As if their uniforms weren’t bad enough, the Jaguars are finding new ways to make me feel bad for them. Not only did they allow 41 points and 449 yards of total offense to the Washington Football Club, but they did so without RG III or DeSean Jackson on the field (both were lost to injuries, Griffin’s dislocated ankle looked particularly bad). Chad Henne was sacked ten times in this one, so look for him to physically anoint Blake Bortles as the starter for Week 3.

Winners: Brian Hoyer and the Cleveland Browns
After marching the Browns down the field for the game winning score, Brian Hoyer almost fainted, Saints defensive coordinator Rob Ryan went to find solace in Totino’s pizza rolls and Browns’ coach Mike Pettine just dealt with it. Cleveland continues to be the most exciting place on the planet.

Loser: Eli Manning
Eli Manning continued his two year “Downward Spiral: Tour De Stink” yesterday against the Carson Palmer-less Arizona Cardinals. He threw two interceptions and could not stop making this face. Though really, this one was all on the Giants’ special teams, which are anything but special. Good day to you, sirs. The G-Men are 0-2, and the ice is getting thinner.

Winners: Tony Romo and Jay Cutler
In victory or defeat, these two are football soulmates. On Sunday, they both came out on top, though (for once) they did it in different ways. Cutler led his team to glory with four touchdown passes. Meanwhile, Romo didn’t have the opportunity to screw up, as DeMarco Murray lugged the ball 29 times for 167 yards and a TD and the Cowboys’ defense held the Titans to only 10 points. He probably threw a backbreaking pick to the equipment manager though.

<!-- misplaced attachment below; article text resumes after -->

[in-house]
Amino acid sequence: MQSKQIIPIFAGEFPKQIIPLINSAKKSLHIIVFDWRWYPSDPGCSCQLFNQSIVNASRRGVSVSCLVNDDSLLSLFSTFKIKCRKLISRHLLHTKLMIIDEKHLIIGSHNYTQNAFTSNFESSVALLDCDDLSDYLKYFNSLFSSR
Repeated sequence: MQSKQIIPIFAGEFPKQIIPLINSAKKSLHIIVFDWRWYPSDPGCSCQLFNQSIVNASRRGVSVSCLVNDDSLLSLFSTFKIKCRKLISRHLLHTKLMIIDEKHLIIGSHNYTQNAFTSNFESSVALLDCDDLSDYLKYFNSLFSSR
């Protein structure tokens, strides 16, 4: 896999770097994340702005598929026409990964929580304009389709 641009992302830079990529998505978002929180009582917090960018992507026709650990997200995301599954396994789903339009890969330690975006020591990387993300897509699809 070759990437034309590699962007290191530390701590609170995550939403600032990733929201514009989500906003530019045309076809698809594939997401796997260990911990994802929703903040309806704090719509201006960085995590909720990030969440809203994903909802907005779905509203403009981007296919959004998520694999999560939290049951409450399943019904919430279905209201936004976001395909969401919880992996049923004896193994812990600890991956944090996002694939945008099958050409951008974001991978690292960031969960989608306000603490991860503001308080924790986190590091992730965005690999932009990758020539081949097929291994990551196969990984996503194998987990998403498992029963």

Loser: Richard Sherman
If you thought the Chargers were going to shy away from “the best corner in the game,” think again. San Diego went right at Sherman and it paid off nicely. “Exposed” is the word San Diego chose to describe Sherman, who refused to speak with the media after the game.

Winner: Muhammad Wilkerson
Yes, he threw some punches And sure, he was ultimately ejected for doing so. But some ejections are too stylish to condemn.

Loser: James Jones
You know those scenes in a movie when things are really bad, then a character says “It can’t get any worse” and it starts to rain? Well, the Raiders were down 17-0 and things could not look worse. Then James Jones made a catch and – cue the rain – he fumbled twice on the same play. Don’t worry, other J.J., it was the Texans and the Raiders…no one was probably watching.

Winner: One-Handed Catches
The coolest thing in football (just behind the front-flip into the end zone), the one-handed catch also serves as an aesthetic reminder that we are not even close to being capable of achieving the things these players can. We belong on the couch. They belong on the field. Thank you, Rueben Randle, Mike Wallace, Kelvin Benjamin and Brandon Marshall, for reminding us of our place in life.

Loser: Marty Mornhinweg
Down seven with five minutes left, Jets QB Geno Smith connected with Jeremy Kerley on a game-tying bomb.What a play. Too bad offensive coordinator Marty Mornhinweg was sprinting downfield to call a timeout just before it happened. The TD came off the board, and we were reminded of the rule that states only the head coach can call a timeout. Good thing the refs blew the call (they had a pretty rough weekend), otherwise we’d have something else to debate today.

In This Article: NFL, sports